East Asia was a whole different story, but nevertheless a mind-blowing experience. I’ve never even dreamed of touring in Japan and Korea, but it did happen this year, and I learned a ton of things, grateful for every single encounter. Japan specifically has such a rich and long history in electronic music, club and dance culture, all embedded in Japanese culture combined with a great nostalgic love for vinyl, analogue rotary mixers, and custom-crafted audiophile sound systems. This whole experience, playing around 30 gigs across Japan and Korea, was perhaps the wildest experience in my life, far away from my comfort zone.
We have picked up, that you are on a mission to “bring dance culture back into the clubs”, how do you see the Danish electronic music scene at the moment, and do you have any wishes for the future?
Even before I was allowed to legally enter a club, I always envisioned what it would be like, or perhaps how I would want it to be. People of all backgrounds, ages, genders, and sexualities come together on the dance floor, all being equal, all immersed in the music and together creating a safe space where we feel free to move and express ourselves without being judged. Finally, the experience with clubs in Germany and then in other European countries was quite… disenchanting.
Unfortunately, the reality is that, especially in commercialized nightlife environments, everyone is turned towards the DJ when they’re not recording videos on their cell phones. People are not present anymore and often it’s not about the music, nor a feeling of community. When I got the opportunity to dig even deeper into the roots of house and techno music and the origins of club culture, I was quickly determined that I wanted to make a difference, to find a different way of clubbing that was more reminiscent of the feeling from the early days, to create a space where people can actually *dance* and move freely, without judgement, regardless of their background and whether or not they consider themselves as dancers.
Projecting this to the future of the Danish electronic music scene, I’d wish for more awareness of the importance of club culture, for the audience to leave their ego at the door, understand the club space as a community space, dance with each other, create a safe and inclusive space with each other, be present with yourself, with others, and most importantly with the music.
What are in your opinion essential qualities that make a good DJ? A good dancer? A good audience?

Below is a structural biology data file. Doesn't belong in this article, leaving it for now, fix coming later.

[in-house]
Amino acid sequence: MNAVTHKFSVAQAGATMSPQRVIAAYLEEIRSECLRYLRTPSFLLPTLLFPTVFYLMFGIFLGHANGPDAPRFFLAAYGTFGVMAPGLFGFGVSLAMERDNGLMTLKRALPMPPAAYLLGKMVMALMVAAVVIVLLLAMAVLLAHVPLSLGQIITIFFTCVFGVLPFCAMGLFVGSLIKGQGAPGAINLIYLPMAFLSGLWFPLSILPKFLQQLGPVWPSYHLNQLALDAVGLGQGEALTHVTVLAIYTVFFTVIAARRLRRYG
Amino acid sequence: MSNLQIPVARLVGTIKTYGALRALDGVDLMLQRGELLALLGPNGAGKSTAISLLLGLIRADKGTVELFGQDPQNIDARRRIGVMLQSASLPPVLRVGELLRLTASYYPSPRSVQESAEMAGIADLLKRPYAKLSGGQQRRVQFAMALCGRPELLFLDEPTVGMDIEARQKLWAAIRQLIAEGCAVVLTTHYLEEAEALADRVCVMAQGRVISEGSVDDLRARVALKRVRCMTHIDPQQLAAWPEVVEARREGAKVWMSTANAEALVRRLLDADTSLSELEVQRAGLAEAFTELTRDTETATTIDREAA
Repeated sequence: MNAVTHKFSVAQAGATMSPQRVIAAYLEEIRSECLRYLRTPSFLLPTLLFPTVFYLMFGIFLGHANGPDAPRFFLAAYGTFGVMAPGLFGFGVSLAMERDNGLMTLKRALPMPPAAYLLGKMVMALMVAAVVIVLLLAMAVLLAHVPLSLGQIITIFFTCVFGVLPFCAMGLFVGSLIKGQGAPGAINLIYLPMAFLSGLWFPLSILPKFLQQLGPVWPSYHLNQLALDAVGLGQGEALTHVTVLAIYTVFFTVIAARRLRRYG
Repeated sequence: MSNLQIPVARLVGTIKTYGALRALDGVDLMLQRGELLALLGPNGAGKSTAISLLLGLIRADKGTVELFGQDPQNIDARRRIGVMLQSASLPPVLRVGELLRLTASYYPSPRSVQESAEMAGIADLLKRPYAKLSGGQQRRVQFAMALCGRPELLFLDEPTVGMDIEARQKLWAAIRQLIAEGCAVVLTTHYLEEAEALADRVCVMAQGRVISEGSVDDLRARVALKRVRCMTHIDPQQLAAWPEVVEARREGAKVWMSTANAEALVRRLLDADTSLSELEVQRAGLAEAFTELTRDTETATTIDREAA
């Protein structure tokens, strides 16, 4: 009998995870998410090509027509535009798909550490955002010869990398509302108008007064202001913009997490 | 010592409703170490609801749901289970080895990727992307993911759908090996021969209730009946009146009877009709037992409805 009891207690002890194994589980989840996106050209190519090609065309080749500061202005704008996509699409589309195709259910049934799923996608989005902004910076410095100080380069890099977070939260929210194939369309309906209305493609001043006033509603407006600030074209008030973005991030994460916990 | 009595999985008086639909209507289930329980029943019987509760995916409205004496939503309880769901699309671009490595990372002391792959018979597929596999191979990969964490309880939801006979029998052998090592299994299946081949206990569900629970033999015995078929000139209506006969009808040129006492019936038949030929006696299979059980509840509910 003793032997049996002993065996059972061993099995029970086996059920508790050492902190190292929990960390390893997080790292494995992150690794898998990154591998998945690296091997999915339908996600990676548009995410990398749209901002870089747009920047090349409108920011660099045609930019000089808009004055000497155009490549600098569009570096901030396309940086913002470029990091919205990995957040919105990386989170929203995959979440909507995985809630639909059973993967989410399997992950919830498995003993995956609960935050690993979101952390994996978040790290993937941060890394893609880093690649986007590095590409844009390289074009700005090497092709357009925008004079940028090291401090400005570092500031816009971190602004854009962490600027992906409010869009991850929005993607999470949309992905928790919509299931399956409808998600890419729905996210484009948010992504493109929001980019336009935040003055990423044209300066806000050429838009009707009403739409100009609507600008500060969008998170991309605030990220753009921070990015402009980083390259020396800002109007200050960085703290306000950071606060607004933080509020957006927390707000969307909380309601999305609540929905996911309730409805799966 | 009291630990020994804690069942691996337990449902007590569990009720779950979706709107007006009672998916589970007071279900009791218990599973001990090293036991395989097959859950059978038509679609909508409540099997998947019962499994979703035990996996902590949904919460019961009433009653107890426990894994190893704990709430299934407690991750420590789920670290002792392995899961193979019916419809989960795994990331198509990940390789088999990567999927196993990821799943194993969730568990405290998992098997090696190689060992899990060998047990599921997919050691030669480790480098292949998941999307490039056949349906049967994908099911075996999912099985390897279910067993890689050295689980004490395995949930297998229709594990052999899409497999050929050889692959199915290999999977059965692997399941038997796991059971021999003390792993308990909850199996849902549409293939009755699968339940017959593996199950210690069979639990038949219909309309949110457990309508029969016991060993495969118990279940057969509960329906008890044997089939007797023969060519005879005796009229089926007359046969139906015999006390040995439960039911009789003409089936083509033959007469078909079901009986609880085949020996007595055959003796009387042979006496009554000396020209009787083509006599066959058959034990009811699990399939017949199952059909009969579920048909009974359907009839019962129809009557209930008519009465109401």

I consider a good DJ who is dedicated to their music, while they are doing their homework and know and respect the roots, history and cultural context of the music they work with. A good DJ, in my opinion, is present with the crowd and the energy in the room, and when necessary, discards any prepared sets and routines to create the musical journey in the moment together with the audience.
I think a good dancer respects each other’s space, knows how to give and take space, doesn’t bring their ego on the dance floor, is not judgmental of others or themselves, and dares to dance ugly, foolish, close their eyes and let go — to me, it’s not a performance, it’s a feeling.
A good audience is present at the moment, with themselves, with others and with the music! Many people forget that the DJ alone cannot create a memorable night, but that everyone in the club is responsible for it together. The DJ can only take the audience on a musical journey if they dare to go on that journey together, giving and sharing energy. On another note, a great audience for me is a community that takes care of each other and makes sure the person next to me feels safe and has a great time as well.
How do you personally seek inspiration? What’s your work routine?
Generally, I get super inspired whenever I step out of my own comfort zone, especially when I travel, meet new people, and take my time to immerse myself in other cultures and realities. Staying curious and not being afraid to take risks has kept me on my toes.
In terms of DJing and producing, I took lots of notes during those travels in the US and Asia, when I was digging crates in numerous record stores, or whenever I picked up something in a club, dance session or even in a random conversation. Anything can be an inspiration, and I try to keep these notes organized.
I’m still going through my notes from my past travels, backtracing some record labels or artists I have discovered, producing a song with this sample or rhythm I have recorded, or just following some thoughts and ideas from inspiring encounters. It’s a very slow and organic process, and I love everything about it as I can see how my musical journey has evolved over the past decade.
Any exciting projects in the pipeline for you? Something we should look forward to?
I’m very excited to progress more in curating intentional and queer-centred club spaces focused on dance culture. “Universal Language” is a project that is very close to my heart, and the process is challenging as it goes very deep to the core of why I do all of this. I can’t wait to let it grow and hopefully inspire other people in the scene.
As for my own music, I’m currently working on an EP where I’m trying to process all those meaningful experiences on my journeys abroad, especially drawing inspiration from the countless dance sessions primarily in the ballroom, waacking and house dance scenes, which are an endless source of inspiration and energy for me.
Apart from that, I’m happy to continue my collaboration with talented Cologne-based musician and singer Jenny Thiele, who already gave me the great opportunity to work with her improvised electronic music project “AnnaOtta” on experimental voice-only-based dance music.
And to end it on a less formal note… If you were a dance step, which one would it be?
Great question! I would be a Dip, the fierce and dramatic element of a vogue performance.